The energy sector has been having a good autumn. After falling more than 16% through August, the S&P 500® Energy Index (total return) finally started marching higher, rising more than 10% through the middle of October.1
The sector is still down for the year—in fact, energy is the worst performing of the 11 sectors in the S&P 500—but that combination of gains and energy’s turn as market laggard may have some investors wondering if there’s an opportunity to be had. Could the recent in turn in energy’s fortunes herald the start of a rally? And if so, should investors jump on board?
“In our view, the short answer is: no,” Brad Sorensen, managing director of market and sector analysis for the Schwab Center for Financial Research. “The energy sector can be volatile and speculative and we see some signs that the current rally may not be sustainable.”
Here, we’ll take a closer look at why.
What’s fueling energy’s rally? As you might expect for a sector composed of companies engaged in the exploration, drilling, refining and marketing, storage and transportation of oil and natural gas (and coal), changes in oil prices are an important driver.
The price of benchmark West Texas Intermediate crude started the year around $53, but then tumbled through the spring to bottom out around $42 in June. WTI crude has since ground its way back above $51.2
A lot of other factors have also come into play. Hurricane Harvey’s arrival in Texas in late August took a lot of the country’s refining infrastructure offline, which temporarily restricted supply.
And because oil is a globally traded commodity, factors overseas have also come into play. The Organization of Petroleum Exporting Countries (OPEC) along with some other major oil producers have turned to production cuts in the hope of driving oil prices higher after a multi-year supply glut. There is now talk that the group may extend the cuts deep into 2018, though nothing is set in stone.
Finally, investor sentiment appears to have turned more favorable. Data from oilfield services company Baker Hughes have shown that the U.S. rig count had leveled off after months of growth, which may have contributed to the perception that producers have become more disciplined about how much supply they send to market.3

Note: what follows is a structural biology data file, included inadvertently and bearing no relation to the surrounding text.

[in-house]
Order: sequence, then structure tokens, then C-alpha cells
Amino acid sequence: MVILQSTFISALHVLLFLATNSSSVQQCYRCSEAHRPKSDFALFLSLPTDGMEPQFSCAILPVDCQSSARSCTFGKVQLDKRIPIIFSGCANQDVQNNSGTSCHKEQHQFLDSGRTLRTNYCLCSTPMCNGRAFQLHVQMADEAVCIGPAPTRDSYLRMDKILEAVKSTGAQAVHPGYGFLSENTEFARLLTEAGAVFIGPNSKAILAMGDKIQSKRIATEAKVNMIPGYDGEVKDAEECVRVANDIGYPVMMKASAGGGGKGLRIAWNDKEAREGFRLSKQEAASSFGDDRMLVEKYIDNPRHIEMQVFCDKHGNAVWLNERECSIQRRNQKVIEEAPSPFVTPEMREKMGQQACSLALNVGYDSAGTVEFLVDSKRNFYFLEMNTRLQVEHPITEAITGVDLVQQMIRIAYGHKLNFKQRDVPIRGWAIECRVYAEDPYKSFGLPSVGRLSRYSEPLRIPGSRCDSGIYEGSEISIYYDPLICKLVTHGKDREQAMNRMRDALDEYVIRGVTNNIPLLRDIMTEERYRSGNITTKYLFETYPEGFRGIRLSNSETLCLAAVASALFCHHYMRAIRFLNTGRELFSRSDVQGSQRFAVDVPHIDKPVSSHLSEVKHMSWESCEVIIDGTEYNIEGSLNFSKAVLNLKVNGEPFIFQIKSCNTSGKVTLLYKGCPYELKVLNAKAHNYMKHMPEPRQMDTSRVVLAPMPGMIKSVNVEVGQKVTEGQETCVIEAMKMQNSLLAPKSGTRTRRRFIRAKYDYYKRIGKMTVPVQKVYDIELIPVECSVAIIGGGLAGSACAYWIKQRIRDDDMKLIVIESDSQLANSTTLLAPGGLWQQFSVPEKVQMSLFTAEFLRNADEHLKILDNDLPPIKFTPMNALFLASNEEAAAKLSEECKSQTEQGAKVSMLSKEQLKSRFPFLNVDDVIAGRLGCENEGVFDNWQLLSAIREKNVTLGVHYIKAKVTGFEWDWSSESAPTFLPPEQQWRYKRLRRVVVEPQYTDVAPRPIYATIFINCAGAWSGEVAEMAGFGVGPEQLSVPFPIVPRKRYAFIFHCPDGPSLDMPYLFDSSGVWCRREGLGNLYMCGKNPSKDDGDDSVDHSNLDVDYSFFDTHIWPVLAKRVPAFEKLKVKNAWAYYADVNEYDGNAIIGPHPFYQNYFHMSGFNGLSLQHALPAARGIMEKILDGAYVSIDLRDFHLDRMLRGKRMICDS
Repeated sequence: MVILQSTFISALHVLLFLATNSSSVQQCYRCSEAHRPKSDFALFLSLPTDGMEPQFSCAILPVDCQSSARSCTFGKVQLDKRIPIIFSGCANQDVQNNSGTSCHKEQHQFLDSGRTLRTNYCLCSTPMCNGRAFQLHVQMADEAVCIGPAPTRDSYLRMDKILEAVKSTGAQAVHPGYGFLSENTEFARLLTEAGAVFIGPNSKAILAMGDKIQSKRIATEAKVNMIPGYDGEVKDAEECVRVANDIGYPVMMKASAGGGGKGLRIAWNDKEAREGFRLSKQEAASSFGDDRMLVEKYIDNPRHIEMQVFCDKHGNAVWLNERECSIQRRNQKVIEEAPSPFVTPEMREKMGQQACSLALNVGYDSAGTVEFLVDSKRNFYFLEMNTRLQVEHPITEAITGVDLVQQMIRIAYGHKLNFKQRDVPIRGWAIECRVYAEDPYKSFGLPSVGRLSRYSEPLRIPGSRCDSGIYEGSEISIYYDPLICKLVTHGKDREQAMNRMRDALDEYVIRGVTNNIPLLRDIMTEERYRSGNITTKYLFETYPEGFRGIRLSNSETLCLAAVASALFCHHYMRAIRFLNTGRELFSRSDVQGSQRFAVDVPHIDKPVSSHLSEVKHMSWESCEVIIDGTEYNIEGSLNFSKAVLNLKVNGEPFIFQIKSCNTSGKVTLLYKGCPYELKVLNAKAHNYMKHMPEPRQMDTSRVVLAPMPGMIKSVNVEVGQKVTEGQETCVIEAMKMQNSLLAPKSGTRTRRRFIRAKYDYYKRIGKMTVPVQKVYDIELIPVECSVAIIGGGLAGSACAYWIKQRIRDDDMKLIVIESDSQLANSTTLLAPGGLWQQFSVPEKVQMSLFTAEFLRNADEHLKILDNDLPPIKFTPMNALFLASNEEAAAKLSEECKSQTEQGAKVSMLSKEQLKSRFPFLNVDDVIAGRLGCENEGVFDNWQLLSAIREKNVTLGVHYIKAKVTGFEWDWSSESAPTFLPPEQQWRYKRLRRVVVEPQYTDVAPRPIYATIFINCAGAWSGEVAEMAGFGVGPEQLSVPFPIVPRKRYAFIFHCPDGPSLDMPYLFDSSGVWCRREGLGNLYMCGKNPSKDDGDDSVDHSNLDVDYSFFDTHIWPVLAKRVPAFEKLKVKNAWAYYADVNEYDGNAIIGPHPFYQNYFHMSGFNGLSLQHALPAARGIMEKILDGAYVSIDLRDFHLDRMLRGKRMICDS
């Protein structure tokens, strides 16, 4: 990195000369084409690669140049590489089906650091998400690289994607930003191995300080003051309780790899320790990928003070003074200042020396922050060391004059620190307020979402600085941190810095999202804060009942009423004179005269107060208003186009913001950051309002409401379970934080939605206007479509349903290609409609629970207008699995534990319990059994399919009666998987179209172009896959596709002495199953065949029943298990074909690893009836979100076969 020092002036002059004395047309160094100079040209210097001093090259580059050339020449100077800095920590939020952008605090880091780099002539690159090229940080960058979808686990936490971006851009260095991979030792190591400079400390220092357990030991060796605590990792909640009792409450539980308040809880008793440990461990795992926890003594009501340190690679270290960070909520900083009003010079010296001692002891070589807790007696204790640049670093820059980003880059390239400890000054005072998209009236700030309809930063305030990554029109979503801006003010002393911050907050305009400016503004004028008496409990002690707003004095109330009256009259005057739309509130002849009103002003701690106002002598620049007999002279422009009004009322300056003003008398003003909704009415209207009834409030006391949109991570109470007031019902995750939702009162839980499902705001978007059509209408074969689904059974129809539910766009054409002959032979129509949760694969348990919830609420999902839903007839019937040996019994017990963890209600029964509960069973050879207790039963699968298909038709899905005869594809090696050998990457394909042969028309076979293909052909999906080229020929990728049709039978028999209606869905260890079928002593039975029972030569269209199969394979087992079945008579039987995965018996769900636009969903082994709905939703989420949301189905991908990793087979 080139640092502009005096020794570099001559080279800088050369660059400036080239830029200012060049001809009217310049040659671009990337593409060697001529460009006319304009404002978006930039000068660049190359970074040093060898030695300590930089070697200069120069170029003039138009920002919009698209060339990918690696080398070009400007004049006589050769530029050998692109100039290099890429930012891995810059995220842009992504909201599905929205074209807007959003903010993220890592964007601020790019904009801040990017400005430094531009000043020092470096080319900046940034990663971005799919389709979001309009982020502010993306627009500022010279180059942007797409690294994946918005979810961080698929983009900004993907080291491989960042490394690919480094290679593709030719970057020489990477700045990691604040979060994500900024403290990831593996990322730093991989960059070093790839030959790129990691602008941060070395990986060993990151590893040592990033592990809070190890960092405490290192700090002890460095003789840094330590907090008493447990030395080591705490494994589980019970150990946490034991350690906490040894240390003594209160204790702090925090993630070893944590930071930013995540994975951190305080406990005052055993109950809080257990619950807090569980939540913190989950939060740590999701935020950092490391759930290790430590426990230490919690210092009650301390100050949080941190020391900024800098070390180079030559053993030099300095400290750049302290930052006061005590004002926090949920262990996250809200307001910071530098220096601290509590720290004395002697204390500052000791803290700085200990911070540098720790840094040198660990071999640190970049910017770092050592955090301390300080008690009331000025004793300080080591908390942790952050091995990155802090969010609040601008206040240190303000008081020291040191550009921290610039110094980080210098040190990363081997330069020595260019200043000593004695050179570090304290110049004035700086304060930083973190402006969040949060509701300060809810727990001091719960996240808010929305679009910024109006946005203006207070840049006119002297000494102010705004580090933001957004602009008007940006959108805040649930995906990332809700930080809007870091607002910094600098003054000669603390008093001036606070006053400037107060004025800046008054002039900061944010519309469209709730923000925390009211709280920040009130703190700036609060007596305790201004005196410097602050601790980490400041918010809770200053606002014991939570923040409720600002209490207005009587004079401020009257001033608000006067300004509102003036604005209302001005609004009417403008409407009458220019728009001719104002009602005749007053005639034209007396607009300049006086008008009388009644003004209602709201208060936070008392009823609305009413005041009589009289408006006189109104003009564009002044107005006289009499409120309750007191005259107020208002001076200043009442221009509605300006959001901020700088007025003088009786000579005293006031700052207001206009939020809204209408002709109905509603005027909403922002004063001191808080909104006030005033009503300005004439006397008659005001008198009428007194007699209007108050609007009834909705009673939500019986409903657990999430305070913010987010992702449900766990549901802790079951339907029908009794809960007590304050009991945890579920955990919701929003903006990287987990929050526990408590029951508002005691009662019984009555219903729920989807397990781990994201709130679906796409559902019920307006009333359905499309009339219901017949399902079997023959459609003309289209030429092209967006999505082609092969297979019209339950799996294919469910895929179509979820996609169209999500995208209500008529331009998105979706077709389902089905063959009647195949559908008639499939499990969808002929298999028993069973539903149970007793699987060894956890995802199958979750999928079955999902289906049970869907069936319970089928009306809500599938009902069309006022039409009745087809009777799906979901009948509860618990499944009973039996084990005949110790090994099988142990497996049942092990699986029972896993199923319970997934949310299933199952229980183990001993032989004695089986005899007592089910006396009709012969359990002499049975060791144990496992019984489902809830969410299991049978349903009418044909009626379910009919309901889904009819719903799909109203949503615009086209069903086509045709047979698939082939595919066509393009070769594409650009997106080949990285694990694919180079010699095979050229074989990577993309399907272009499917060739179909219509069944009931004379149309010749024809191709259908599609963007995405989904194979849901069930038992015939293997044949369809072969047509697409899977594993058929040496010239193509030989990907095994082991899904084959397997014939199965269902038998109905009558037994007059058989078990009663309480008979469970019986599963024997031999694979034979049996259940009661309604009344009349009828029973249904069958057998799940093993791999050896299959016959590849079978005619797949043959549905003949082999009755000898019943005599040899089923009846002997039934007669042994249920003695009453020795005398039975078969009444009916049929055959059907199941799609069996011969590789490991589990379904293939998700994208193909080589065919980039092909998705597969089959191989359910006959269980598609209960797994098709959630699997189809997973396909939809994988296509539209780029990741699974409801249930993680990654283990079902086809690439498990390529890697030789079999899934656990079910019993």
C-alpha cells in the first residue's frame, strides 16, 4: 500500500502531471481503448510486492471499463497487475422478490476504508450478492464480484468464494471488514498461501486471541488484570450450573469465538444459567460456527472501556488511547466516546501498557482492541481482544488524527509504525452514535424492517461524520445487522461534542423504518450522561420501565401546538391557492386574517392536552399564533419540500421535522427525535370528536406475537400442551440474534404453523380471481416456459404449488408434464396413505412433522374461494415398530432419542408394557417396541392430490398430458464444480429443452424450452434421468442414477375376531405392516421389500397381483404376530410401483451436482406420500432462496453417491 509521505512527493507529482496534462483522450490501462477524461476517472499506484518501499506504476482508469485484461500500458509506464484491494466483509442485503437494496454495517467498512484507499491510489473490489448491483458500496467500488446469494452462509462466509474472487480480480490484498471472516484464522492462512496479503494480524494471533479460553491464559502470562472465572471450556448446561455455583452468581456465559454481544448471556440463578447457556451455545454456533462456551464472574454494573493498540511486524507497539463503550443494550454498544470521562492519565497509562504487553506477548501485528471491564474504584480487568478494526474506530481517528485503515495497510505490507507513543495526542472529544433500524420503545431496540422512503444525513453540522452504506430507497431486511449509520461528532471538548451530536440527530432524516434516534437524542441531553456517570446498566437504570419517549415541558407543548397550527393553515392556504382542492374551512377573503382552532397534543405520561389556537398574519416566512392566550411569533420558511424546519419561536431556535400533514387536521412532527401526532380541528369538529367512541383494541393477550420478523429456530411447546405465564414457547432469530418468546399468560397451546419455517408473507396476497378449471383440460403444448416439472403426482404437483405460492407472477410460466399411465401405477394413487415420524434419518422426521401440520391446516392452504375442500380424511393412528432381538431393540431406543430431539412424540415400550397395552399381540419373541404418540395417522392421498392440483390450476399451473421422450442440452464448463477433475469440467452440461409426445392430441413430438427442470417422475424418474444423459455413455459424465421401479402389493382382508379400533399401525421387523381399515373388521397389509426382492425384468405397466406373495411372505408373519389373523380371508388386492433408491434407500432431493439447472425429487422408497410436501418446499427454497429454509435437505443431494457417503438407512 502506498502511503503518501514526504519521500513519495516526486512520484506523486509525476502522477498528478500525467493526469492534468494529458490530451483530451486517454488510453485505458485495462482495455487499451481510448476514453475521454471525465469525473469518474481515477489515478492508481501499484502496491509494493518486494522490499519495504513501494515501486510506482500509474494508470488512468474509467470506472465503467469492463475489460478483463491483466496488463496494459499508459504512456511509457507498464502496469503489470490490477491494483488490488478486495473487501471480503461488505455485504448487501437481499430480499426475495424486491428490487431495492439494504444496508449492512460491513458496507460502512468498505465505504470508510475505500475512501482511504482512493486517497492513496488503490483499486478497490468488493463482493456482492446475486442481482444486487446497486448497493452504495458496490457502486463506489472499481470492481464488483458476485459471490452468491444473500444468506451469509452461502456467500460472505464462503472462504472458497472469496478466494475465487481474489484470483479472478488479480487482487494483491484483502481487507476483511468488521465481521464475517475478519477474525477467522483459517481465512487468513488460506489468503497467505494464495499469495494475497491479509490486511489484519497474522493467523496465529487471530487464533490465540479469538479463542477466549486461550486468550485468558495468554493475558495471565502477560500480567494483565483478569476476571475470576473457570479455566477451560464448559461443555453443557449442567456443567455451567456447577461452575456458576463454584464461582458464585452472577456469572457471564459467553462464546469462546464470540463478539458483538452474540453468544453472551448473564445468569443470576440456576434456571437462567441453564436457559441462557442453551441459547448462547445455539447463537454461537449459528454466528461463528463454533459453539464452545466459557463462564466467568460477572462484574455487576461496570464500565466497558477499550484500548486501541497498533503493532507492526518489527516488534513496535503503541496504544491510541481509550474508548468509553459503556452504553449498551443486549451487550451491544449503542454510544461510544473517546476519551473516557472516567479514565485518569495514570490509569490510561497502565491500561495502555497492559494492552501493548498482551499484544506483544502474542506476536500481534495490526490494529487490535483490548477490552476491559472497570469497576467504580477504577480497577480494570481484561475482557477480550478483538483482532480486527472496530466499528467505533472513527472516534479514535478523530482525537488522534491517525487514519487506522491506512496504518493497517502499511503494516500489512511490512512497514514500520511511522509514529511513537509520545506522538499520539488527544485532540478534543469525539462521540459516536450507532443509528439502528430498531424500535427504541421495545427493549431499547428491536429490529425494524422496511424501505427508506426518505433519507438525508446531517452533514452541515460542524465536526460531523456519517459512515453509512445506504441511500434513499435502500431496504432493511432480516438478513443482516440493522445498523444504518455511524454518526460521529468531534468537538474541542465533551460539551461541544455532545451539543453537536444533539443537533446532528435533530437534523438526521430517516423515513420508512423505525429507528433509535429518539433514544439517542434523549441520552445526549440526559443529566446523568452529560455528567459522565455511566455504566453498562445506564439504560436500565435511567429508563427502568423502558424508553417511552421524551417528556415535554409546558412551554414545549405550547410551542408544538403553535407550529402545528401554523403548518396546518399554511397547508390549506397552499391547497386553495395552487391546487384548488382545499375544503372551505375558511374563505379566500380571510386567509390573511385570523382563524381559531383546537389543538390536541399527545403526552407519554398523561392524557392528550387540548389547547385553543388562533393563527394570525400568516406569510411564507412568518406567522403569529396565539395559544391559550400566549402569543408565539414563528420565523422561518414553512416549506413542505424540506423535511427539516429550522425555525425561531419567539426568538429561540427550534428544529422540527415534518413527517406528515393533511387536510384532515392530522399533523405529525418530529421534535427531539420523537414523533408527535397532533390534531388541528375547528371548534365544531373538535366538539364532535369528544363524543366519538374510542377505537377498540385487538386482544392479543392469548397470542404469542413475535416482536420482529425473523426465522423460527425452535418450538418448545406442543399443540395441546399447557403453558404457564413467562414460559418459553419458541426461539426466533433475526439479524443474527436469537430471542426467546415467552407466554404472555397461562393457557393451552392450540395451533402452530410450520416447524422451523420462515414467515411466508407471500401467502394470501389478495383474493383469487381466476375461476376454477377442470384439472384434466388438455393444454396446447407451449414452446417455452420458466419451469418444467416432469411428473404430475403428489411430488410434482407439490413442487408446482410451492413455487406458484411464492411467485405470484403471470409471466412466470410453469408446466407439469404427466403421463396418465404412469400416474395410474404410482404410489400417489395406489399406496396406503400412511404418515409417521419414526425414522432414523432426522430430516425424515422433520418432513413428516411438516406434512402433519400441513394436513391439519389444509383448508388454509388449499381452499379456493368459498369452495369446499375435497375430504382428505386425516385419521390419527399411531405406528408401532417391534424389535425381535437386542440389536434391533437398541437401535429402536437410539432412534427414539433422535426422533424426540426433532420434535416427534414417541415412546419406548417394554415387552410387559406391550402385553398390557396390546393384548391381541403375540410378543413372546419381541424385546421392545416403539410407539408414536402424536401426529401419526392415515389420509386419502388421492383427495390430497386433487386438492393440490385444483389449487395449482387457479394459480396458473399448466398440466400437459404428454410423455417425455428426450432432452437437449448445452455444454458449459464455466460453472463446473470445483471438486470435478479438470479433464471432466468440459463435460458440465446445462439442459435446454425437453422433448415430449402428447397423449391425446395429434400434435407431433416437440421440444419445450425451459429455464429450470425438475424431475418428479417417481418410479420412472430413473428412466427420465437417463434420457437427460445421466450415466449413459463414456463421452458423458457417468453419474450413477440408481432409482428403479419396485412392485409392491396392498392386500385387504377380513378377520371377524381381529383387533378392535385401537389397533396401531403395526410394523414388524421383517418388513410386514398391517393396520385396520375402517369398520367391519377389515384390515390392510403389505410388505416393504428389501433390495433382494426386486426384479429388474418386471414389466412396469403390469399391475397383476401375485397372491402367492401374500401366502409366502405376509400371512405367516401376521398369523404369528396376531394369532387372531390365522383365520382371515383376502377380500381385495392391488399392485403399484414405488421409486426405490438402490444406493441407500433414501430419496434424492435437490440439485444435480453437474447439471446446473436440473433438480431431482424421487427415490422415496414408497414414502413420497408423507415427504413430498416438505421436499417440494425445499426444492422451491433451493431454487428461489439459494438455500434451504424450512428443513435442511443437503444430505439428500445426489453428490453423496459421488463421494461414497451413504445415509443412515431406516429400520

“Also, some investors appear to have decided that energy had been oversold,” says Brad. “We saw a rotation in the sector world as some money came out of the best performing sector for the year—technology—and went into the worst performing sector of the year—energy—based on the performance of both sectors through August and part of September.”
Whether these factors are durable enough to drive energy stocks higher is another question.
What comes next
One source of uncertainty is whether supply discipline will hold. Should producers in the U.S.—whose ability to quickly ramp up production when prices rise has improved markedly thanks to technological improvements such as hydraulic fracturing, or fracking—and overseas seize on rising prices as an opportunity to open the spigots again, prices aren’t likely hold steady for long.
“We would urge investors not to load up and overweight the energy sector despite the recent rally,” Brad says. “We remain skeptical that oil producers can maintain long-term discipline.”
In fact, U.S. production has been rising despite the setback from the hurricane, and the Energy Information Agency actually predicts output will grow from an average 9.2 million barrels a day in 2017 to 9.9 million b/d in 2018—which would be an all-time record.4
And Brad is skeptical the OPEC agreement will be able to deliver as planned, as some countries aren’t totally satisfied with the way the oil cartel has shared the burden of cuts among members and Libya looks set to ramp up output after bringing a pipeline back online after repairs.
There’s also the bigger long-term trend of major oil users trying to limit their use of the fuel.
“France and Britain are reportedly looking to ban new gas and diesel cars over the next few decades, and China—the world’s largest auto market—has said it may do the same at some point,” Brad says. “Some car makers are also weighing all-electric futures.”
“I’m a little skeptical all this will happen as quickly as some expect, but there’s no denying the momentum around the world to move energy production away from oil.”
He adds that even as the world uses less of the oil industry’s wares, the big oil companies will surely adapt and end up being leaders in non-oil energy sources over time.
“We suggest investors keep a market weighting toward the sector, and enjoy the recent rally that has pulled the group back from the depths,” he says.
Again, the energy sector is just one of the 11 sectors in the S&P 500 Index, and we believe it’s important to have some exposure to all of them. Investors should aim to keep their exposures to the different sectors within a reasonable range—say, a few percentage points—of the market weighting. For energy, that would be about 6%.
1S&P data as 10/20/2017.
2Bloomberg data as of 10/20/2017.
3Baker Hughes data as of 10/20/2017.
4EIA data as of 10/11/2017.